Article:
But the meat of the clinic was pounding home the message that college hockey is the preferable route to major junior. Executive director Paul Kelly and director of education and recruitment Jeff Dwyer gave several examples of why collegians become solid NHLers, citing greater development time and more practice.
Most of the talk, however, centered on how college can prepare you for life after the NHL. Or how college would help if you never made it.
“The percentage of guys who make it to the NHL is a small percentage,’’ said Donato, the Harvard graduate and ex-Bruin. “The percentage of guys who never work again is a much smaller percentage. I wanted to use hockey to have a better life and have opportunities to do better things.’’
Dwyer, who played four years at Yale, never made it to the NHL. Dwyer, Atlanta’s sixth-round pick in 2000, played 21 games for Chicago of the AHL and eight games for Bridgeport before retiring in 2008. He told a story from his East Coast Hockey League days.
Dwyer was en route to a game alongside four teammates - three who played college hockey, one from major junior.
“You three are on this bus because you want to be,’’ the former junior player told the collegians. “I’m on this bus because I have to be.’’
UMass-Lowell assistant coach Cam Ellsworth told the teenagers at the clinic about a former junior star drafted in the first round in 1997, the same year Joe Thornton went first overall. That player suffered a major knee injury, didn’t sign with his original team, and was re-drafted in 1999.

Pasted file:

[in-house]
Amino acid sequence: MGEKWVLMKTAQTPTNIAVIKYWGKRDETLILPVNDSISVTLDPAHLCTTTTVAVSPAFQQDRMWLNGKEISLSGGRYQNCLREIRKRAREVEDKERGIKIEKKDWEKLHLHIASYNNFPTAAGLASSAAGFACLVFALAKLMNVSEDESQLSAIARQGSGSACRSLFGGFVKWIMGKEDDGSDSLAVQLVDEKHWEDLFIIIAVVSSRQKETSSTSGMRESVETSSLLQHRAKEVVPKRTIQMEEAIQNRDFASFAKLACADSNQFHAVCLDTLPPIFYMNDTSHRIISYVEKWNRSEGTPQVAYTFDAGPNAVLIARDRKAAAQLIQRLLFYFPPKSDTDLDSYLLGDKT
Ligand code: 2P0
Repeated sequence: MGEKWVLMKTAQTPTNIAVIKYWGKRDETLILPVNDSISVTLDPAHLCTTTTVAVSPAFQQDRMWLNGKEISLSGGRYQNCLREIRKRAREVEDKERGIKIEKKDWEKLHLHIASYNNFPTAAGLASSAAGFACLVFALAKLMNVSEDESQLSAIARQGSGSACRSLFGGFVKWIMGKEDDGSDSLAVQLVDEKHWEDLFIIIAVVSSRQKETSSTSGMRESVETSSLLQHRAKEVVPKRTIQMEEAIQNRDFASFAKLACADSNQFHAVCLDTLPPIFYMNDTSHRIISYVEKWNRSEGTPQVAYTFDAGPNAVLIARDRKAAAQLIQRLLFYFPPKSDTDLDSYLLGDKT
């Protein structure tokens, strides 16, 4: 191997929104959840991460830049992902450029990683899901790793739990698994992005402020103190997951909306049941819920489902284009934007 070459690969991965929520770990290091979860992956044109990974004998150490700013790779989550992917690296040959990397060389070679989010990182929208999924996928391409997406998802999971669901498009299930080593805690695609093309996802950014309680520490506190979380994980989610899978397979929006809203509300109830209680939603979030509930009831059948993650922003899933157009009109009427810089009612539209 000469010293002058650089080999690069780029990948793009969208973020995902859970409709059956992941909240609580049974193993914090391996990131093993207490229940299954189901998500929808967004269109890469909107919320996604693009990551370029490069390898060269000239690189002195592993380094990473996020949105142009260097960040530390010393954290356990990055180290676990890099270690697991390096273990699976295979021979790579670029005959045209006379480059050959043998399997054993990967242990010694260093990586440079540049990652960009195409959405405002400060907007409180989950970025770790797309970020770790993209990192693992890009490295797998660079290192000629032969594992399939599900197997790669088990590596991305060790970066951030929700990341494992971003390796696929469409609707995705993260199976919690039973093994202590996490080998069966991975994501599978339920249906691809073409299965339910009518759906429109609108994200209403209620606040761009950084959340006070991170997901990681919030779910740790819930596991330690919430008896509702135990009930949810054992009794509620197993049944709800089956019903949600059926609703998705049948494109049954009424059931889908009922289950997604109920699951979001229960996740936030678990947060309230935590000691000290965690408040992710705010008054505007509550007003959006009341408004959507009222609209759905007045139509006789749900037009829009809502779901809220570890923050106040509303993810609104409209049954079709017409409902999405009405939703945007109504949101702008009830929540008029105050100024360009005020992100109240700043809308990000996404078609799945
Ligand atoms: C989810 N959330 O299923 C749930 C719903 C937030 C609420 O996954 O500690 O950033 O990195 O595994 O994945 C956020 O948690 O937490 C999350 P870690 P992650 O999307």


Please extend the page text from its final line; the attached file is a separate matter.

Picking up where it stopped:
Ellsworth didn’t mention the player’s name. But he is Matt Zultek, selected in the second round of the 1999 draft by the Bruins. Zultek, now 32, played the last two seasons for Mississippi of the Southern Professional Hockey League. He never played in the NHL.
In comparison with players like Zultek, Pandolfo is lucky. He made it. But Pandolfo will have to find a job once his playing career is over.
Pandolfo has a college degree. He can rely on two support systems - BU’s alumni network and that of the NHL. But he acknowledged to the boys that he wished he’d worked harder at BU.
Pandolfo said he should have pursued a business degree, which could have helped him maximize his NHL earnings and set him up for post-hockey employment. Upon reflection, Pandolfo said, he was so trained on making the NHL that he didn’t spend as much time considering what would happen had he fallen short.